! Location of the pseudopotentials
pseudo_dir = './'
! Folder for the tmp files
outdir = './tmp'
/
&system
! Type of unit cell
ibrav = 2
! Lattice parameter in a0, Bohr length
celldm(1) = 7.80
! Number of atoms
nat = 2
! Number of atom types
ntyp = 2
! Plane-wave cutoff in Ry
ecutwfc = 30.0
! Density cutoff in Ry
ecutrho = 300.0
! It is a metal so use smearing
occupations = 'smearing'
! Type of smearing
smearing = 'mp'
! Broadening of the smearing in Ry
degauss = 0.020
/
&electrons
! Parameter for the DFT scf cycle
mixing_beta = 0.7
! Energy threshold to stop the scf cycle
conv_thr = 1.0d-8
/
ATOMIC_SPECIES
Pd 106.42 Pd.pz-nd-rrkjus.UPF
H 1.00794 H.pz-rrkjus.UPF
ATOMIC_POSITIONS {crystal}
Pd 0.0000 0.0000 0.0000
H 0.5000 0.5000 0.5000
K_POINTS {automatic}
10 10 10 1 1 1
```

The reader is referred to the official QE guide to check the all the details about the input files used, even if a short description is provided here. The pseudopotentials can be found in the folder 07_simple_electron_phonon/pseudos/ .

If this input file was named as pw.in, we would run QE as follows:

```
qe-5.1.0_elph/bin/pw.x < pw.in > pw.out
```

This will calculate the Kohn-Sham potential, needed for the phonon and electron-phonon calculations, apart from the usual total energy and forces of the structure. Note that this is not a converged calculation. One should carefully check the convergence with respect to the cutoffs, smearing, k-point grids, etc.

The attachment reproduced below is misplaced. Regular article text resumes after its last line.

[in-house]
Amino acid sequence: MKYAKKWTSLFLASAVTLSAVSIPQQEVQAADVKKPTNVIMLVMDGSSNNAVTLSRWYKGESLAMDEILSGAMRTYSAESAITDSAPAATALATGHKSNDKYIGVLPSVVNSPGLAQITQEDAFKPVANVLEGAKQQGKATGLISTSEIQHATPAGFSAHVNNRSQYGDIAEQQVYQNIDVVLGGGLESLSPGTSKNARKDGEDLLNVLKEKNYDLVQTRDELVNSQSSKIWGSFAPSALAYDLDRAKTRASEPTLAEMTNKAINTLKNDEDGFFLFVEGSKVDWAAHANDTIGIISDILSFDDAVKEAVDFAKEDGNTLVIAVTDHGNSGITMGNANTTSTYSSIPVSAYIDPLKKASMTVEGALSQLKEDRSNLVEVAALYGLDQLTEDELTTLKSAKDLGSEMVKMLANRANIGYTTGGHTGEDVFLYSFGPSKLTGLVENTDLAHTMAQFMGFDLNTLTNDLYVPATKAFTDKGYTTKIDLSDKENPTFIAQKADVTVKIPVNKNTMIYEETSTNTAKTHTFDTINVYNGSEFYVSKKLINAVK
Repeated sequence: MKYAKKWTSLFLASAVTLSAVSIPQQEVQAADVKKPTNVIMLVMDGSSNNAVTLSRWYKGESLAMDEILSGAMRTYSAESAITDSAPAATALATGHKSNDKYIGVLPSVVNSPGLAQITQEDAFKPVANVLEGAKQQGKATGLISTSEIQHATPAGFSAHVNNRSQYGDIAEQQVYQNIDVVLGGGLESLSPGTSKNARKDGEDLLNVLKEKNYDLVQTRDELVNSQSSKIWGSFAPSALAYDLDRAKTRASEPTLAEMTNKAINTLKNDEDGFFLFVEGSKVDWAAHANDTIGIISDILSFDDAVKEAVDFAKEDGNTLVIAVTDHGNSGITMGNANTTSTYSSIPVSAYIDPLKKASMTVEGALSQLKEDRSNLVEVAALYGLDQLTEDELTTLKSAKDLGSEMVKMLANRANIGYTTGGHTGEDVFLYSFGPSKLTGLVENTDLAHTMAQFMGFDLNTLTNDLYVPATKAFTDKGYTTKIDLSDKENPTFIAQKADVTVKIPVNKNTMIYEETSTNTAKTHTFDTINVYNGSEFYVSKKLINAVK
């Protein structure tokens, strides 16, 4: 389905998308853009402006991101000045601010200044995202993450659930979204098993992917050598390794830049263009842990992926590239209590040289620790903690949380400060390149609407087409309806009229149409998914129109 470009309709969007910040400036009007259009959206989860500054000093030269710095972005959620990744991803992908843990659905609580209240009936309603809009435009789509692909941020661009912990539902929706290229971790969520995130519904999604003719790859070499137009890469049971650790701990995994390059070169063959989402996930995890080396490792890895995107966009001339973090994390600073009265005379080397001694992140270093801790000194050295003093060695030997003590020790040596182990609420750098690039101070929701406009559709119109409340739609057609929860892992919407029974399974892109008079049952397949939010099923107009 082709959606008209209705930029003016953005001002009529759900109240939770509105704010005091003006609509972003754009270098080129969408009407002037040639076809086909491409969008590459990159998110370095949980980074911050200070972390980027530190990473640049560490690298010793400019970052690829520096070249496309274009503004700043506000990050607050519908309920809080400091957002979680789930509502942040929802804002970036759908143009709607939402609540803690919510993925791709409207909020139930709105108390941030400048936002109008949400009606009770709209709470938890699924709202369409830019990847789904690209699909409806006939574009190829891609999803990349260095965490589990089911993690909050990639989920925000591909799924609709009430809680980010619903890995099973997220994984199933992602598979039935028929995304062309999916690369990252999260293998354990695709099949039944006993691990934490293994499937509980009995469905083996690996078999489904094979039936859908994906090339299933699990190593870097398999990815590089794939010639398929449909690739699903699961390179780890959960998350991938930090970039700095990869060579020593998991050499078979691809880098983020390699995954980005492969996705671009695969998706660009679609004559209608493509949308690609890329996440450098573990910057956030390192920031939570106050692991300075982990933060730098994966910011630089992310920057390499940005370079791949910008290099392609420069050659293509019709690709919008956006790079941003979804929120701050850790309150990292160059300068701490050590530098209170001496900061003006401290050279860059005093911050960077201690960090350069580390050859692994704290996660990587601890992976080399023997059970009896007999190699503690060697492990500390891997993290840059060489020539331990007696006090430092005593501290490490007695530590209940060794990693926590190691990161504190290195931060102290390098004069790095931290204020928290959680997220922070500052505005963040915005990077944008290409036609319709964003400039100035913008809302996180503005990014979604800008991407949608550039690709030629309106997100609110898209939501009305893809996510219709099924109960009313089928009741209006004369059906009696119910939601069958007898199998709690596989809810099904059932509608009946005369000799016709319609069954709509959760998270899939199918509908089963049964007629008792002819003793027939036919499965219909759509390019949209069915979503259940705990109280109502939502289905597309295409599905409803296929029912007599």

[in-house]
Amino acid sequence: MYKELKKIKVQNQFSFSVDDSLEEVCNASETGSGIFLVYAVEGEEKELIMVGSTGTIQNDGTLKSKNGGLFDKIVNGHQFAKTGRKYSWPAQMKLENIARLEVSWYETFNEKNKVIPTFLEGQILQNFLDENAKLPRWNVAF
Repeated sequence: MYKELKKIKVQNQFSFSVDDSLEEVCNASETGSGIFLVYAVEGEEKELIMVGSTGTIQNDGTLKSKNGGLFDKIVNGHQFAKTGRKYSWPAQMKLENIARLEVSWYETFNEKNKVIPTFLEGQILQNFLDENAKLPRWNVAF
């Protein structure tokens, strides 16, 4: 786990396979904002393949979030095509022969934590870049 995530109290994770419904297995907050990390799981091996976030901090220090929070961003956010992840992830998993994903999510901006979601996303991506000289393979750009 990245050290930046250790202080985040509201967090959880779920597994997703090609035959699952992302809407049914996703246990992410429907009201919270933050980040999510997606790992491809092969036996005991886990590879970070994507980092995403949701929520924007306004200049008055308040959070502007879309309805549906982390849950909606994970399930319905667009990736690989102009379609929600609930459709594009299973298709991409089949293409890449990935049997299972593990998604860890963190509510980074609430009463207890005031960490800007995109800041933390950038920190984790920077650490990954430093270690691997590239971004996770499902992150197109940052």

The second step is to calculate the harmonic dynamical matrix within DFPT. This is a model input file to calculate it in the first (the \(\Gamma\) point) q point of the 2x2x2 grid.

```
Phonon calculation on the 1st point of a 2x2x2 q point grid
&inputph
! Prefix for tmp files (same as for pw.x)
prefix = 'pdh'
! Folder for tmp files (same as for pw.x)
outdir = './tmp/'
! Name of dynamical matrices calculated
fildyn = "harmonic_dyn"
! Mass of 1st atom type in m.a.u
amass(1) = 106.42
! Mass of 2nd atom type in m.a.u
amass(2) = 1.00794
! File where the derivative of the KS potential will be stored
fildvscf = 'pdh_dv'
! Calculate the phonons in a grid nq1 x nq2 x nq3 grid of q points
ldisp = .true.
nq1 = 2
nq2 = 2
nq3 = 2
! Threshold for the self-consistent loop
tr2_ph = 1.0d-16
! First q point to calculate
start_q = 1
! Last q point to calculate
last_q = 1
&end
```

The reader is referred to the official QE guide for more details on the input parameters. If this input file was named as ph.in, we would run QE as follows:

```
qe-5.1.0_elph/bin/ph.x < ph.in > ph.out
```

As an output we will obtain the dynamical matrix at the \(\Gamma\) point stored in the file harmonic_dyn1.

Once we have the dynamical matrix calculated and the derivative of the KS potential stored we can calculate the electron-phonon matrix elements using the modified version of QE. The input file is the following: